I had an experience last week that involved highs, lows and lots of travelling in between. All in pursuit of that crucial ingredient that myself and, many like me, want and need to survive; a job.
Now just a quick note, I know I seem to spend an inordinate amount of time blogging about my search for work, because to be honest, I don't have a lot more else to do. Also it seems to be quite the topic of discussion recently.
Anyway I was doing my usual boring day, this day was a Thursday, and I was throwing CV's and cover letters around like they were riddled with disease, taking care with each one, but also applying for so many that I forgot what I was applying for.
Anyway Friday rolled around and I was met by an email saying they were very impressed by customer service background and they wanted me to go in for an interview on the Monday, in Cardiff!
Now for those of you that don't know, Teesside and Cardiff are quite a considerable distance apart, 8 hours by bus it seems.
So I rang up, acted as charming and friendly as I could be, and, after further questioning most of which I winged on the spot, I booked a slot with this particular sales and marketing company (which won't be named because I can't afford to be sued) at 4pm.
This left a mad panic trying to sort out the logistics of it all. Where would I stay? How could I get down there? Could I afford it? The answer to question 3 was just if I could stay for free. Megabus provided a nice direct but for £30 each way so that took care of itself. Just the accommodation that was worrying me.
I had tried a friend (who wont be named) who lives there. No response. I looked at all your favourite chains of cheap hotels, and the stay would could cost me upwards of £100+. So a last ditch text on the Saturday night to a very good friend, Emily (who does get to be named because she is lovely and helped me out massively), who lives in Bristol but I knew she visited Cardiff a lot, maybe she knew somewhere cheap? She went one better. She got somewhere for free.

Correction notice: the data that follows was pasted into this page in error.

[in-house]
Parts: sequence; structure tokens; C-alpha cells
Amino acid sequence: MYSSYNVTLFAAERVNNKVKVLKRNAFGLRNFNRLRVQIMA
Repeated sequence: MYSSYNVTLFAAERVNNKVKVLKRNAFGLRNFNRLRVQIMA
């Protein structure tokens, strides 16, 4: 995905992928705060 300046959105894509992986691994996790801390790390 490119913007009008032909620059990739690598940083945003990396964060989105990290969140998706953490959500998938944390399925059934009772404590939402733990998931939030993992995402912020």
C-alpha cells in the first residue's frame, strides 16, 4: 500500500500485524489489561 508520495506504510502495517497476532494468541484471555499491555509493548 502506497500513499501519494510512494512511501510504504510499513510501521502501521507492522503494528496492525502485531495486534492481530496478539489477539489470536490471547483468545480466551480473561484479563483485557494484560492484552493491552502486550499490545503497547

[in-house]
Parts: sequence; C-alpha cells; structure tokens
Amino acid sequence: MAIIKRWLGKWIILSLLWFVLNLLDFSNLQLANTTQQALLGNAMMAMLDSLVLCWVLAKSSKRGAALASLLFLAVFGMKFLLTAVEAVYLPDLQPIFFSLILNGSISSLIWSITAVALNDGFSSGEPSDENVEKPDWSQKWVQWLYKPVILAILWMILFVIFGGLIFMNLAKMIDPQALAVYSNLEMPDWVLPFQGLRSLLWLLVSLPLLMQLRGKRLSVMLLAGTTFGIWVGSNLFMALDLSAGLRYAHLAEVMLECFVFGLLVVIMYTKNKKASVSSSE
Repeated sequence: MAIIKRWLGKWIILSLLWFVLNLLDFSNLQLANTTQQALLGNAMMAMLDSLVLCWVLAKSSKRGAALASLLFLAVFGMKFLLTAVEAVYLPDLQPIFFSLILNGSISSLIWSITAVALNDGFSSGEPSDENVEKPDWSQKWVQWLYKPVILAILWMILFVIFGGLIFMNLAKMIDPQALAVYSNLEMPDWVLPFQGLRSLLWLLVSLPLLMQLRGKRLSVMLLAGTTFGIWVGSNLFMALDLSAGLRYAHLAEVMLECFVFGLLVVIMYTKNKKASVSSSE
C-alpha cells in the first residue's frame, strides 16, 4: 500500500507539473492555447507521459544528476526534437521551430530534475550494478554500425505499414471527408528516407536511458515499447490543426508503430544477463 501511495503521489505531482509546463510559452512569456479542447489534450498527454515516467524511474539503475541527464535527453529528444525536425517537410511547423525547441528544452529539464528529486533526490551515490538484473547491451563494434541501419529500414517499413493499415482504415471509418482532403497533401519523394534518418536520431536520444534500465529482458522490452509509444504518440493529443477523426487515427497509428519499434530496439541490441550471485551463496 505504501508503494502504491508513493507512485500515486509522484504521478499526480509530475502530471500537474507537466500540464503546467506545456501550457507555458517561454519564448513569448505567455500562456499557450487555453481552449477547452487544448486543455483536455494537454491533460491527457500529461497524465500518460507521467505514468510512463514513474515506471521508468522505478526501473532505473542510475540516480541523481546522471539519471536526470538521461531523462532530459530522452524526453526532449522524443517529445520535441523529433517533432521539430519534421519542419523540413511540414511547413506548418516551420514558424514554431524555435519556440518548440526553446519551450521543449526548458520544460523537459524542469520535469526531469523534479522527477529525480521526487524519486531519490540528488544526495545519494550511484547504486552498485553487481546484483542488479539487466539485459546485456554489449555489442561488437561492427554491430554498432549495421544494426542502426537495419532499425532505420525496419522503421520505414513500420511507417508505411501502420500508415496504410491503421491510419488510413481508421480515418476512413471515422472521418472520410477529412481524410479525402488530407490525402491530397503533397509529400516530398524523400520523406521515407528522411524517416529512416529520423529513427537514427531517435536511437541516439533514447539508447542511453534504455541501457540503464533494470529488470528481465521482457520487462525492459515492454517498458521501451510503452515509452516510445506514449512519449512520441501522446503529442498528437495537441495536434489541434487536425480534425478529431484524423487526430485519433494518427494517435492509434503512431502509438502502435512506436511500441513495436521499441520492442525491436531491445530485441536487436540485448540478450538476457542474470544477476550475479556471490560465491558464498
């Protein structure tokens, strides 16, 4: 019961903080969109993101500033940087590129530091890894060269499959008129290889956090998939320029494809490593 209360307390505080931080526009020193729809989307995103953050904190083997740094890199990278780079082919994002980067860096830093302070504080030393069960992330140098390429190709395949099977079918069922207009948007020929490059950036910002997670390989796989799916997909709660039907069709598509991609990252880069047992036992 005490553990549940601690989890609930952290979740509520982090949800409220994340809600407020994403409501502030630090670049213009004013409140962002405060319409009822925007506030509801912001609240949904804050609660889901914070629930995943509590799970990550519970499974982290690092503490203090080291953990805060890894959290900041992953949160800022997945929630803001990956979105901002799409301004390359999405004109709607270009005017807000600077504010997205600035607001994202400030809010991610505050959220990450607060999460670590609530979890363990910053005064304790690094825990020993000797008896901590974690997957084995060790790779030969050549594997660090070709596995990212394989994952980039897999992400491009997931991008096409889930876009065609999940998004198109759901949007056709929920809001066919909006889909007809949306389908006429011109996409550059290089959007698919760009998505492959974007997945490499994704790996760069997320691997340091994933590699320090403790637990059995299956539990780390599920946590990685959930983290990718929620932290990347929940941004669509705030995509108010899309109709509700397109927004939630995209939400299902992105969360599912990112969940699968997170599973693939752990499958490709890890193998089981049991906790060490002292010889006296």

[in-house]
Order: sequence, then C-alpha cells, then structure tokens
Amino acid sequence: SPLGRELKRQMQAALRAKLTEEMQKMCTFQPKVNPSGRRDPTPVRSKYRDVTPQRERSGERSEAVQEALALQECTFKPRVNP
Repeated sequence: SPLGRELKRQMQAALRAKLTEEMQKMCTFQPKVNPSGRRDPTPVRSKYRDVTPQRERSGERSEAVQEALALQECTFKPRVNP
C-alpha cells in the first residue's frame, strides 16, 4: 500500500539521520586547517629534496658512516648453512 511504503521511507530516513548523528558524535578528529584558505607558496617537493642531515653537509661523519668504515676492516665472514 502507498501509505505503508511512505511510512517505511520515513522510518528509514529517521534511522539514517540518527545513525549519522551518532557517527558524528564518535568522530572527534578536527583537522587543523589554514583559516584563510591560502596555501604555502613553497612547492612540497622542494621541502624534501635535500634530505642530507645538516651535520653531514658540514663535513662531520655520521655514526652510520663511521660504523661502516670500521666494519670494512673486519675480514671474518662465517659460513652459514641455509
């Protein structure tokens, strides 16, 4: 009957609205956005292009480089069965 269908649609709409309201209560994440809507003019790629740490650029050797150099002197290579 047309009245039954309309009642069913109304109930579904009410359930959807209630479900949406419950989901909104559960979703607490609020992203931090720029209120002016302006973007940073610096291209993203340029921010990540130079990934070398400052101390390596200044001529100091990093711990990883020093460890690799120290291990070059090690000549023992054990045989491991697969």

She gave me a call, which is always a treat in itself, and explained she had got in touch with her mate Dan and he would let me crash for free. Which I thought might be awkward, but I didn't really have many other options.
The bus ride was long and tedious, I was only about 4 weeks removed from making a similar 8 hour trip from Pittsburgh from New York, now I realise Middlesbrough to Cardiff sounds a tad less glamorous.
I got off and set my pub dial to ultra sensitive and easily sniffed out a decent looking one about 5 minutes away from the bus stop. I made the call and met Dan. Turns out he was a legend! So much so we ended up going out and gate crashing Carnage. Probably not the best thing to be doing before an interview, but it wasn't until 4pm and the night just went that way, what can I say, I was making friends!
Anyway, to get back to my point, the big day came, I found the office, I got in there and filled out a form. Which leads me to the worrying amount of information that these companies want before hiring you. I practically signed my life away on that form and I hadn't even spoken to anyone. I dread to think how many people have seen my details.